The discovery of superheavy elements: state of the art and perspectives

Prof. Emanuele Vardaci (Università di Napoli "Federico II")
Data e ora: 
Martedì, 9 Gennaio, 2024 - 14:45
Sala Conferenze

Since the discovery of the atomic nucleus and of natural radioactivity at the beginning of the last century, the dream of nuclear physicists, still very much alive today, is to artificially produce new nuclei, and in particular those heavier than uranium, the heaviest element found in nature. The method used by Fermi was that of neutron capture followed by beta decay. This method soon showed its limitation due to the evidence of a new process, nuclear fission. The enormous progress in understanding nuclear reactions has led to the recent discovery of superheavy elements with atomic numbers Z from 112 to 118. However, these new nuclei do not have enough neutrons to land on the predicted island at Z=114 and N= 184. This presentation will illustrate the journey that led to the synthesis of the superheavy elements and the current one towards the island of stability.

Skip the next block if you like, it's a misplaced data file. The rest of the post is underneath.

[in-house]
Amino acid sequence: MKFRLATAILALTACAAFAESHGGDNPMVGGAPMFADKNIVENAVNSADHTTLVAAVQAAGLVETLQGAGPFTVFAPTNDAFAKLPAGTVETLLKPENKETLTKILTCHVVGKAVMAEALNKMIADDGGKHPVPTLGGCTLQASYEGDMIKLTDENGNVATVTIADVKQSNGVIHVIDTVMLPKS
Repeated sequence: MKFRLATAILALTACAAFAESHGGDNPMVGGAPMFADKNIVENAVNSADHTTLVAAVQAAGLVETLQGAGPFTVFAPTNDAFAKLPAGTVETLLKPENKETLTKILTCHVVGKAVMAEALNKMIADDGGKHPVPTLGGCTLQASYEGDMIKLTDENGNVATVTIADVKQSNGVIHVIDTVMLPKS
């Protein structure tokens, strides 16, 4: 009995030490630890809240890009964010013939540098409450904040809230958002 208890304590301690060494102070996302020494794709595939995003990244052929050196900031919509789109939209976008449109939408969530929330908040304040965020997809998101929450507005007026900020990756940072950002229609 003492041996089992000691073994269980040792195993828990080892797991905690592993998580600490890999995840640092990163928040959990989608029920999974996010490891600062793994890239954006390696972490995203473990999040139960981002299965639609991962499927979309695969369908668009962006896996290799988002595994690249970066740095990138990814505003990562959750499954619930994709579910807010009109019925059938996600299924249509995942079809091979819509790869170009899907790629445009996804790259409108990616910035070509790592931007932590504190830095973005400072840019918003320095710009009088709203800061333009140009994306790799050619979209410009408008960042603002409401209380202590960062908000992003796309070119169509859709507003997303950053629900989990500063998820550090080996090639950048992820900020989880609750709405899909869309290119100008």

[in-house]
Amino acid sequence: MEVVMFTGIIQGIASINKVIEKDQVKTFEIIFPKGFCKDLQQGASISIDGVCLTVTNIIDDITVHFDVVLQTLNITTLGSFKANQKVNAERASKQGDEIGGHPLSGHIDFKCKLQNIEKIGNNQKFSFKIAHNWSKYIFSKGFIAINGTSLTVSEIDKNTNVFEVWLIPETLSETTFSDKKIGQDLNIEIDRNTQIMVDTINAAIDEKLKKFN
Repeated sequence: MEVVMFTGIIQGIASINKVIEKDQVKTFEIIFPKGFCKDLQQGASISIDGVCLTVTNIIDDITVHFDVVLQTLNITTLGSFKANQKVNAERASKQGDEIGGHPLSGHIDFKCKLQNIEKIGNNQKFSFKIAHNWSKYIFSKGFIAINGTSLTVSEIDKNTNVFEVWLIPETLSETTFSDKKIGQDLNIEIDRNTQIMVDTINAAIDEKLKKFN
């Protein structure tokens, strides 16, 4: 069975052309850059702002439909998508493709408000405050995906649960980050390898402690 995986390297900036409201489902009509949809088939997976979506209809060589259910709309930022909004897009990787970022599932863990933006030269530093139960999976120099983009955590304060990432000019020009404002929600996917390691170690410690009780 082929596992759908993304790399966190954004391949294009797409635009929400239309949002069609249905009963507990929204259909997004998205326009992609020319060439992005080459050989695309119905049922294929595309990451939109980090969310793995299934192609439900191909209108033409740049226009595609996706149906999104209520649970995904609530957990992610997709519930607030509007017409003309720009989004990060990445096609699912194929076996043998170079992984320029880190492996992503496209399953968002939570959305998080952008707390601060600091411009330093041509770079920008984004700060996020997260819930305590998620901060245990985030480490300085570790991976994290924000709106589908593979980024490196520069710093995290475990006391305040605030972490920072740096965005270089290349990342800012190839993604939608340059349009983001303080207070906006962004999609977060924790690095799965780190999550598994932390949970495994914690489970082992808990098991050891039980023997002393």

Emanuele Vardaci is currently Associate Professor at the Department of Physics “Ettore Pancini”, University of Naples "Federico II". He has been post-doc at Carnegie-Mellon University in Pittsburgh, Pennsylvania (USA) from July 1988 until September 1991. Since November 2001 he has been associated professor at the Department of Physics at the University of Naples “Federico II”. Prof. Vardaci is currently national spokesperson of the experiment FORTE, funded by the Istituto Nazionale di Fisica Nucleare (INFN) the topics of which are fission and quasi-fission modes, production of superheavy nuclei and neutron rich nuclei by multinucleon transfer nuclear reactions at energies around the Coulomb barrier. Prof. Vardaci has been member of the Joint IUPAC-IUPAP Committee for the discovery of the elements with atomic number bigger than 111 from 2006 to 2016.